Ricardo Reis is the A.W. Phillips Professor of Economics at the London School of Economics. Recent honors include the 2016 Bernacer prize for best European economist under the age of 40 working in macroeconomics and finance, and the 2017 Banque de France / Toulouse School of Economics junior prize in monetary economics, finance, and bank supervision for a researcher of any nationality based in Europe.
Professor Reis is an academic consultant at the Bank of England and the Federal Reserve system, he directs the ESRC Centre for Macroeconomics in the UK, is a recipient of an ERC grant from the EU, and serves on the council or as an advisor of multiple organizations. He has published widely on macroeconomics.
His main areas of research are inflation expectations, unconventional monetary policies and the central bank’s balance sheet, disagreement and inattention, business cycle models with inequality, automatic stabilizers, sovereign-bond backed securities, and the role of capital misallocation in the European slump and crisis. His public service includes writing a weekly column for the Portuguese press and developing European Safe Bonds (ESBies).
Professor Reis received his PhD from Harvard University, and was previously on the faculty at Columbia University and Princeton University.
Marco Buti, Chief of Staff of the Commissioner for the economy, Paolo Gentiloni, former Director-General for Economic and Financial Affairs at the European Commission (DG ECFIN). He has been the Commission Finance Deputy at G7 and G20. A graduate of the universities of Florence and Oxford, he has been visiting professor at various universities in Europe.
He has published extensively on Economic and Monetary Union, the political economy of European integration, macroeconomic policies, welfare state reforms and global governance.
Oscar Arce is the Director General of Economics, Statistics and Research at Bank of Spain, where he also has served as Associate Director General of Economics and Research ,Director of Monetary and Financial Studies and as Head of the Division of Macroeconomic Analysis and Forecasting. Before, he was the Director of the Research and Statistics department at the Spanish securities markets commission (CNMV), Deputy Director General at the Economic Bureau of the Spanish Prime Minister and prior to that he worked as a senior economist at the Bank of Spain.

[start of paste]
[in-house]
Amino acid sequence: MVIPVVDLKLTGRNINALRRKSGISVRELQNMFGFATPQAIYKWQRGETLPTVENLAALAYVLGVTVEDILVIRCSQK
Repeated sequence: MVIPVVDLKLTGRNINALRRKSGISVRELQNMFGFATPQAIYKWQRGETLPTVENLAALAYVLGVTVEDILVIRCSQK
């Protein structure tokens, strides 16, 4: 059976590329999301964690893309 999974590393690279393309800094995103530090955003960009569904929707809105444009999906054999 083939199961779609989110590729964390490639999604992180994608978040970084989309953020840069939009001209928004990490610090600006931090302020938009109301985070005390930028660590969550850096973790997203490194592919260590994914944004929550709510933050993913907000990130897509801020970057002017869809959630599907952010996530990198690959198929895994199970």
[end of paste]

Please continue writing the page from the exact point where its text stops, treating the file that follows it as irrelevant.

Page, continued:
Mr Arce holds a PhD in Economics from the London School of Economics and Political Science and a MSc Economics from the University College London, and has written extensively on macroeconomic, monetary and financial issues, including some articles published in top academic journals.
He is an alternate member of the European Central Bank’s Governing Council, member of the ECB’s Monetary Policy Committee and member of the EU’s Economic and Financial Committee, and before he was involved in the work of several international bodies with responsibilities on the fields of capital markets and systemic risk, including the European Securities and Markets Authority (ESMA), the European Systemic Risk Board (ESRB) and the International Organization of Securities Commissions (IOSCO).